Seniors and those with preexisting medical conditions, however, need to read the fine print. Some policies and providers offer flexible options for seniors, but some won’t insure you after you reach a certain age. Others limit you to low levels of coverage or charge exorbitant fees.

Coverage for preexisting medical conditions varies widely, so it’s important to understand what you’re buying. Many policies won’t cover medical expenses related to preexisting conditions. The important question to ask is, what is considered a preexisting condition?

Most providers consider a condition to be preexisting if you sought treatment for symptoms during a specific period of time directly before you bought your policy. That period of time is called the “look back” period. A look back period could include just a few months, or it may include a couple of years. Generally speaking, the shorter the look back period, the better for you as a consumer.

If you have a preexisting medical condition that has been stable for a few months but not a few years, shop for a policy with a short look back period to ensure you have coverage while traveling.

Shopping for a provider that offers flexible coverage for seniors and preexisting medical conditions? Check out our RoamRight Travel Insurance review.

Trip Insurance

Trip insurance (also called trip protection) protects the financial investment you make in your trip. It may include:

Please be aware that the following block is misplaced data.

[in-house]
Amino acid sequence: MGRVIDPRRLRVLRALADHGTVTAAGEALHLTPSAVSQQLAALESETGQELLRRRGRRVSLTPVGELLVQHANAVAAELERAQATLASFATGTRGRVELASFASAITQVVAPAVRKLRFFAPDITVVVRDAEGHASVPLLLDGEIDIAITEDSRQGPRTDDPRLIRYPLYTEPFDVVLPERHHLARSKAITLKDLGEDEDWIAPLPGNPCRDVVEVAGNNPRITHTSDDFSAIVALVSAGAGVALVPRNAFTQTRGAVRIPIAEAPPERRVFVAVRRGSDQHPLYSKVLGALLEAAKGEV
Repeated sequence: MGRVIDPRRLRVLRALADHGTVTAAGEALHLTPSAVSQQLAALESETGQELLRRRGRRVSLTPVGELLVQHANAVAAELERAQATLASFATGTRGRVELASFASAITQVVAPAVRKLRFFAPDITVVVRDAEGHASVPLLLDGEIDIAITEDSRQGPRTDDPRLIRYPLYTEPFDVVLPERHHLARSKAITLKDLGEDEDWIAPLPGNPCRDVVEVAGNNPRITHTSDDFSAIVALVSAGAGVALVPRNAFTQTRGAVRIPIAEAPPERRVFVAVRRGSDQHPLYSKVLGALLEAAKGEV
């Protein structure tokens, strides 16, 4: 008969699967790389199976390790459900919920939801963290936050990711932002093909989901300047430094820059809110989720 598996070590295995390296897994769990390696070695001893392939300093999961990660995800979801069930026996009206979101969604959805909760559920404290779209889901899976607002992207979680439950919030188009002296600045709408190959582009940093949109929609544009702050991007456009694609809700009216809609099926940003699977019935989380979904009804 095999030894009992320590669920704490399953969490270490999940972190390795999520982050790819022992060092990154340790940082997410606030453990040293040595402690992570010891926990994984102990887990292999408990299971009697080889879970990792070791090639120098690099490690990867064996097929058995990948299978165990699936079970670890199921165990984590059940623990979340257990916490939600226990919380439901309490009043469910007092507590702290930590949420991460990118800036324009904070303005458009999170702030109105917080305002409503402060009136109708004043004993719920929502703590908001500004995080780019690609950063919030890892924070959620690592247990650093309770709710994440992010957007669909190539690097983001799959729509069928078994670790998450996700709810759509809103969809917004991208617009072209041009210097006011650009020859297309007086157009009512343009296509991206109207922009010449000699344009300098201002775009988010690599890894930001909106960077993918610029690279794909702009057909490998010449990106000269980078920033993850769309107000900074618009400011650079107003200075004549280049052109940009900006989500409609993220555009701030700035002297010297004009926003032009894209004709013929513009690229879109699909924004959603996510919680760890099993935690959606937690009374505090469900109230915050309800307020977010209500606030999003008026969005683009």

Trip cancellation — This includes reimbursement for all or part of your non-refundable trip deposits when you cancel for a covered reason. Covered reasons may include death, illness or injury, severe weather, or financial default of a travel provider. A special type of trip cancellation coverage, called cancel for any reason, is sometimes available at an extra premium.

Trip interruption — This includes reimbursement for all or part of your non-refundable trip costs when you have to return home unexpectedly before your scheduled return date. Trip interruption may also cover costs associated with returning home early.

Trip/travel delay — This coverage pays a benefit when your trip is delayed for a certain amount of time. It may cover inconveniences like buying dinner while you’re waiting an extra six hours at the airport or getting stuck in a layover city overnight.

Baggage loss/delay — This is a benefit paid when your baggage is lost or delayed for a certain period of time.

Do You Need Trip Insurance?

Beyond travel medical insurance, your next big decision is whether you need trip cancelation. If you’re taking an expensive trip with large non-refundable deposits, you should strongly consider it. After all, you could be out a lot of money if you or one of your traveling companions has to cancel for a covered reason.

That said, if your airfare and hotels are refundable, maybe you’re okay without cancelation. It’s the most expensive travel insurance benefit, so consider the cost when weighing your decision. If your trip costs are low and the premium is high, it might make more sense to take your chances.